So You’ve Been Publicly Shamed

Posted June 1, 2015 in Self-Insight, What We're Reading

By: Jon Ronson

Review by: Executive Roundtable Marketing Manager, Penny Clark

The Premise: Social media has put incredible power in the hands of the average person to challenge major corporations and engage them in a dialogue about change. Through Twitter campaigns and collective actions, we are able to have a direct dialogue with companies about the practices and actions we find unacceptable. But are we congnisant of this power? And when we are, what are we choosing to do with it?

We have largely chosen to use Twitter as a mechanism for publicly shaming individuals and Ronson examines exactly what that means within a historical and societal context. He admits he had assumed the practice of public shamings had been abandoned with the rise of urban communities and the anonyminity granted by them, but he learns that this type of punishment actually fell out of favour because it was deemed too cruel to the recipients and damaging to the characters of the participants– people were enjoying it too much.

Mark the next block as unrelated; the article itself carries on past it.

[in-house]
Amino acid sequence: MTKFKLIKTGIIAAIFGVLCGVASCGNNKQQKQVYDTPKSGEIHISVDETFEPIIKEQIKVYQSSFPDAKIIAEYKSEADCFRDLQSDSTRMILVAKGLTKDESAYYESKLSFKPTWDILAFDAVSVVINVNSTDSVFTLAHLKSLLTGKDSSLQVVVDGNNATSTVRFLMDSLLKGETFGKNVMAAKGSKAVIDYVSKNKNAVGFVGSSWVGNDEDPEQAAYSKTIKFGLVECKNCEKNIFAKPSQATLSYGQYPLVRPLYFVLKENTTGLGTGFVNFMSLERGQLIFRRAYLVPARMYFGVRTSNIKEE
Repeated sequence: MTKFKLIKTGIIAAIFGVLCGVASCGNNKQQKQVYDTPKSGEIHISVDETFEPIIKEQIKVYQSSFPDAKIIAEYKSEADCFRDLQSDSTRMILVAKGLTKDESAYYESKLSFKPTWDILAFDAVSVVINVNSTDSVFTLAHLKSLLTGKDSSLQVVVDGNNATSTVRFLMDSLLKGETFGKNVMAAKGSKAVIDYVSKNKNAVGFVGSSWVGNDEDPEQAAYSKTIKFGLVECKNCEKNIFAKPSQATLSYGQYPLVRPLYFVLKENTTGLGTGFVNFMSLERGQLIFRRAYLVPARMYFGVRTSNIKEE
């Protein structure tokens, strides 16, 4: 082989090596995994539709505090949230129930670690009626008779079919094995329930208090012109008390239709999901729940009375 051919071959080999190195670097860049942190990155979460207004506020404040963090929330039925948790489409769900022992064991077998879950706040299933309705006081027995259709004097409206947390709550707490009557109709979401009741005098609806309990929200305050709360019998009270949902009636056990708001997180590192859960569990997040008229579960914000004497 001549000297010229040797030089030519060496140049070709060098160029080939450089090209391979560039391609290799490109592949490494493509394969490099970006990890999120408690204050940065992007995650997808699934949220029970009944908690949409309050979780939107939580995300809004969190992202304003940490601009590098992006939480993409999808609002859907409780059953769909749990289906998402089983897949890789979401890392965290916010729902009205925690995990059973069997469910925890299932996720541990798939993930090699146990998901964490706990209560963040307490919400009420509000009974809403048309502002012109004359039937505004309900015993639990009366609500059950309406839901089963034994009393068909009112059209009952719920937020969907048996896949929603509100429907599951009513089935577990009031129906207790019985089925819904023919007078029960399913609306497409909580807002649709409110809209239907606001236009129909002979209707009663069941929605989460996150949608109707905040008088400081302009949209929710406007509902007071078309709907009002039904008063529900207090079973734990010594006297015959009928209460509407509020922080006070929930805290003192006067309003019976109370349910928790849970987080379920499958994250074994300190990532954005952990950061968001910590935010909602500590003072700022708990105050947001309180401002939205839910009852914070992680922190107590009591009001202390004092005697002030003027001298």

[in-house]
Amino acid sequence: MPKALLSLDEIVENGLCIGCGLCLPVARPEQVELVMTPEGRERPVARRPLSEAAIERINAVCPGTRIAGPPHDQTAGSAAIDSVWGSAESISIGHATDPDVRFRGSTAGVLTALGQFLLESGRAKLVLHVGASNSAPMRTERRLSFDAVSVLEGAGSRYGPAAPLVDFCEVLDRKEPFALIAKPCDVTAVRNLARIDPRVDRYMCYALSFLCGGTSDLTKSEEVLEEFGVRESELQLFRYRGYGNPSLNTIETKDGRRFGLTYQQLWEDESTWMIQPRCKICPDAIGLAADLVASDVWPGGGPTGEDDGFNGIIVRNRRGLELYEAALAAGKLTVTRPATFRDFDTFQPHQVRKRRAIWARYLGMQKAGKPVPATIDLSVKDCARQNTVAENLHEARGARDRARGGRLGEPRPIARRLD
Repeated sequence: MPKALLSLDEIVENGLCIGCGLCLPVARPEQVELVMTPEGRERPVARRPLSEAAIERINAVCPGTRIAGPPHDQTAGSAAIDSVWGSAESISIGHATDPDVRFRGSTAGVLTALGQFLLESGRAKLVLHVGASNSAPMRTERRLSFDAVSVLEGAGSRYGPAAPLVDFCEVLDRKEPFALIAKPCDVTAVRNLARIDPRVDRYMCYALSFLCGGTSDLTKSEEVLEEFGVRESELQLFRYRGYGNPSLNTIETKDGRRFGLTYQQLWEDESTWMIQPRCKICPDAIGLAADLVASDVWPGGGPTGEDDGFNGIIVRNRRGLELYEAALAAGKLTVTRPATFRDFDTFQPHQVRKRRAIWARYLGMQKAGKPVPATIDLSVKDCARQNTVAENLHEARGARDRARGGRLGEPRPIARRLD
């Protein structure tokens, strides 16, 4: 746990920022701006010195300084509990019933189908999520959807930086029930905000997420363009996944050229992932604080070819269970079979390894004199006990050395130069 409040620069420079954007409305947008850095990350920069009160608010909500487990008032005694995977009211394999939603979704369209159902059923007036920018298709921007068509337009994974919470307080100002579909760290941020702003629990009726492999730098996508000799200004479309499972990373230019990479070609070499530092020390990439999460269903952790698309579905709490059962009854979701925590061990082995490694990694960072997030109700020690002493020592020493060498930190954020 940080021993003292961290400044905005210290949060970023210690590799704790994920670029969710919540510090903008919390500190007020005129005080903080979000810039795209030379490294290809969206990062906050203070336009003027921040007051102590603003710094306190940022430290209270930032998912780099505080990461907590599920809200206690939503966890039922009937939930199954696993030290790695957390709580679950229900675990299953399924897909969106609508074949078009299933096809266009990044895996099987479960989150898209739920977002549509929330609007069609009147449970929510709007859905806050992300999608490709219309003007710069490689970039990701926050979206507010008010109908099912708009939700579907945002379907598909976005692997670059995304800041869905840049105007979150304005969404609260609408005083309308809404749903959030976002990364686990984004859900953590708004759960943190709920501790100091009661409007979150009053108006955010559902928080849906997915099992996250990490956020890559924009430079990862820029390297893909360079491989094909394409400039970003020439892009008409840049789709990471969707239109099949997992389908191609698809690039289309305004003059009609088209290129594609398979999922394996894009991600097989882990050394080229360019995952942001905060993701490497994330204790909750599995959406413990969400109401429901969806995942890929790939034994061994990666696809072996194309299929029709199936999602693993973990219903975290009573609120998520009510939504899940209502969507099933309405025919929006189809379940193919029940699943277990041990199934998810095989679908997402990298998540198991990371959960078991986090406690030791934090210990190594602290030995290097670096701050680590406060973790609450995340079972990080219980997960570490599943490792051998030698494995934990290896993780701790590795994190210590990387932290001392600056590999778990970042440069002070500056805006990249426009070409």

Within the context of shame and public shaming, Jon Ronson explores all sides of social media, especially Twitter, and its incredible power to challenge powerful entities and destroy human lives.

The Bottom-line: This is a thoughtful, self-reflective, and compassionate piece. Ronson makes noticeable effort to explore the role of his own bias and personal voice in this essay and the result is a book that feel deeply honest and humane.

Ronson has pulled together an important book that manages to turn the lens on modern societal practices involving social media and avoids that laughable, ironic quality that often appears when we attempt to seriously examine our usages of social media.

Through his efforts toward transparency and clarity in his writing, Ronson is able to reveal many of truths related to social media that can be easy to gloss over and forces us to consider our own intentions behind our words, both within and outside of social media.

Roundtable Rating: A thought-provoking, cleanly written, and engaging study; mandatory reading for anyone who uses the internet.


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